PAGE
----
Bob Bowman
Bob Bowman
Barry Dillon
Barry Dillon
Ken Steinhoff
Dan Patterson
Dan Patterson
Ken Steinhoff
Ken Steinhoff
Ken Steinhoff
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Prologue

All history, granted a wide enough perspective, is merely irony. In the paleozoic era, New Burlington, Ohio, was very largely limestone, at the bottom of the sea. Later, it was forest: the durable oak, the sweet maple, the sassafras, hornbeam and buckeye. Still later, in the last days of New Burlington itself, when the waters of Caesar’s Creek flooded into the village’s only cross streets one final time, farmer Phil Hartman drove his powerboat across the bottomlands towing his young son on water skis. The boy slalomed over Bill Conklin’s submerged fence posts and up into New Burlington, where he landed in 90-year-old Merle McIntire’s peony bed. Three generations down, five-year-old Gregg McIntire watched both the water and the Hartmans and suggested to Grandmother Merle that she not move from New Burlington as the Army Corps of Engineers demanded, rather remain and open a bait shop on her back porch which overlooked the Caesar’s Creek bottomlands. Gregg’s mother, thinking this like him, laughed. Merle McIntire did not. Unsuccessful at willing herself to die, she soon met the corps’ deadline, and moved into a trailer park. The mollusca (whose shells provided the benevolent organic sediment basic to limestone) had given way to the McIntires, who in unyielding turn, were giving way to the return of the water. And the Hartmans, in an unwitting betrayal of their stricken village, became the first pleasure-seekers of the Caesar’s Creek Reservoir.

Genesis

The farming country of southwest Ohio is practical country, made in the image of man. Two hundred years ago, before the imposition of image, its land was more aesthetically pleasing, but that is a poet’s judgment and not a farmer’s. In the time of the great forests, the land of what was to become New Burlington, Ohio, sloped from the east a gentle mile, more from the west, and came together where two streams bent in a wishbone. In the early 1800’s, settlers deserted their thin topsoil on weak eastern hillsides and moved west to Ohio where with an imponderable labor they shoved the forest back and planted grain on its rich, newly domestic floor.

Moses McKay, following rumor, brought his 11 children from Virginia in 1818. The son named Francis drove the plough horses. The others came by flatboat, bringing cold coin to buy 1600 acres at $3 an acre. Massie Hawkins came on horseback, carrying a pear tree. And when the forests were subdued, there was still terror in the land. In the uncompromising winters, the fields bare of crops, the land spun toward the horizon and rushed on forever. The farm buildings were held to the earth with silence and darkness, fragile clusters on the end of long tethers of lane cutting across cleared ground. There were miles between them, candles and kerosene wicks making an uneasy truce with the night, pressing in from every direction.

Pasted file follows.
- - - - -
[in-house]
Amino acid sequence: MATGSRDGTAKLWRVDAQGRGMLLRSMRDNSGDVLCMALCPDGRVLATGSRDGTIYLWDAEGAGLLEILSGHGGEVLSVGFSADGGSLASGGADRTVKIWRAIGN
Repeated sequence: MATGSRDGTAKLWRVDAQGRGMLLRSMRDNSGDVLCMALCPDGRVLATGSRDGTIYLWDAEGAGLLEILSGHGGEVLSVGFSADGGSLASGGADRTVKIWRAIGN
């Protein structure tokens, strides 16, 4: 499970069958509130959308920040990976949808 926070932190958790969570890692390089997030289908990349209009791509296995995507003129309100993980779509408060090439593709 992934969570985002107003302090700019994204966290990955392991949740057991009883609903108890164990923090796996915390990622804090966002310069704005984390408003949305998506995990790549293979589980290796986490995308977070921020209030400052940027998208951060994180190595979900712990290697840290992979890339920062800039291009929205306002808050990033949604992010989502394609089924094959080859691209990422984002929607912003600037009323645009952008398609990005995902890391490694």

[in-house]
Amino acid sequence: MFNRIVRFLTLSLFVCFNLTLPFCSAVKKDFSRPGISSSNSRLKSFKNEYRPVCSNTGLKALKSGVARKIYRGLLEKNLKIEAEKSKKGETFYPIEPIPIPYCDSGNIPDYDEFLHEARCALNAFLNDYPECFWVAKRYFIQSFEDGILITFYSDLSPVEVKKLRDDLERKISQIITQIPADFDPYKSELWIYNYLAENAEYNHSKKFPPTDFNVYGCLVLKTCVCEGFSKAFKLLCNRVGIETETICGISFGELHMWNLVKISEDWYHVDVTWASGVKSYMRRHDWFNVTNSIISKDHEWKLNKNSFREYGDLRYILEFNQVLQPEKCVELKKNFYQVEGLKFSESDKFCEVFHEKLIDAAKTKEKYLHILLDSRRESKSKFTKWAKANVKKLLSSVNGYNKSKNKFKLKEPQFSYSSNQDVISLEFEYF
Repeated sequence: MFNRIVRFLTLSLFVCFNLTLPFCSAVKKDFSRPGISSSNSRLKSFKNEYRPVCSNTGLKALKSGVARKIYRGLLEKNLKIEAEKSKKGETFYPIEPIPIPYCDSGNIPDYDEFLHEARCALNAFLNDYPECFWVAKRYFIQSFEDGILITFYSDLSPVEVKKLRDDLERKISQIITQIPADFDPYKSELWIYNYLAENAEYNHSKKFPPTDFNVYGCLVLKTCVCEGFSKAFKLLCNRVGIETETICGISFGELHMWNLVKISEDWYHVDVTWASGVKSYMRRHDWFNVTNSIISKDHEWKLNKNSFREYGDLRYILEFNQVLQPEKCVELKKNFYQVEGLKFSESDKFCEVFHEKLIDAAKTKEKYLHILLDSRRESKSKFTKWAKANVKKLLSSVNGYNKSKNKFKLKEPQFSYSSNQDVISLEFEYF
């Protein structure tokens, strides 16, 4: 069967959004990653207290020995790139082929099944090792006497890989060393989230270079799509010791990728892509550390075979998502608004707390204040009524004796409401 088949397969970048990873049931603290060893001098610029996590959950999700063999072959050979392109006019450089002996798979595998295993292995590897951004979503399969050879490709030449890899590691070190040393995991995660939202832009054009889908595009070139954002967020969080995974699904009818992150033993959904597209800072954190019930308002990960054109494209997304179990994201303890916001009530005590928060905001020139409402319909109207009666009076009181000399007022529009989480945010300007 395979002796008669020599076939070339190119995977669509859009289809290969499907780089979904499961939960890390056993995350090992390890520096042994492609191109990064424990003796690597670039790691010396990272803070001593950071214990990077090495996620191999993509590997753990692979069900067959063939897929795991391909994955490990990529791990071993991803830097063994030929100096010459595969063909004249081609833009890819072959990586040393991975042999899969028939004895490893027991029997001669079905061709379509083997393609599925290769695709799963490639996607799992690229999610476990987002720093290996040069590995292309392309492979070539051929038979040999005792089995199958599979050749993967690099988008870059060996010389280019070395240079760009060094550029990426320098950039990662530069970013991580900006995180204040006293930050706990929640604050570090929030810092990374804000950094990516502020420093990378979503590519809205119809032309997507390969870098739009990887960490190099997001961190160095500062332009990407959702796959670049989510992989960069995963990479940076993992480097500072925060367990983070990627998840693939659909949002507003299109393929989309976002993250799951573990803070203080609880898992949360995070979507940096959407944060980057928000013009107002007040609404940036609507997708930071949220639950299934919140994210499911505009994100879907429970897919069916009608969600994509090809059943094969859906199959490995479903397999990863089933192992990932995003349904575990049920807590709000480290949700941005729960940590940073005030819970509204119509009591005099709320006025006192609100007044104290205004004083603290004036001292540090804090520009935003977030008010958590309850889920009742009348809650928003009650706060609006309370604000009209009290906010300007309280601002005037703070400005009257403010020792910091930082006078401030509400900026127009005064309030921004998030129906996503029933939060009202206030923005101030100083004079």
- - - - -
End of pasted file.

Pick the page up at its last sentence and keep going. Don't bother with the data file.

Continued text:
Sarah Haydock, the cobbler’s daughter, feared the night. “On the farm, I could not see out because of the dark and every week the news saying ‘There’s robbery in the park.’ I was always so fearful. I do not know where such fright came from. It was always there. Once, a gypsy told my fortune. She took my right hand and said, ‘I see letters an inch high. They spell F-E-A-R.’ When my mother was five, about 1853, they used only candles. Grandmother Morris rode sidesaddle to John Grant’s store in New Burlington and brought home the first coal oil lamp anyone had ever seen. ‘Stand back,’ my grandmother said as she prepared to light the match. ‘I’ve seen it done, but I don’t know about it.’ My mother cried. Then the match was scratched and the lamp lit up the darkness and they were so happy.”

Spring, too, dispelled the terror. Spring returned the land to its rightful owners. Spring chased down winter when, as Sarah Haydock recalls, “men sat in their kitchens with their greatcoats on.” Crops exploded in the fields in the spring, and new corn began to color the vast empty spaces. When cobbler Thomas Haydock found barn carpenter William Wood looking from the rear window of his shoe shop, suspended deep in some private reverie, he watched him for a time.

“You’ve traveled, sir,” he said finally. “And where does the best land in the country lie?”

“Anderson’s Fork bottoms, sir,” answered William Wood, not turning from his view across the bottomlands. “Anderson’s Fork bottoms…”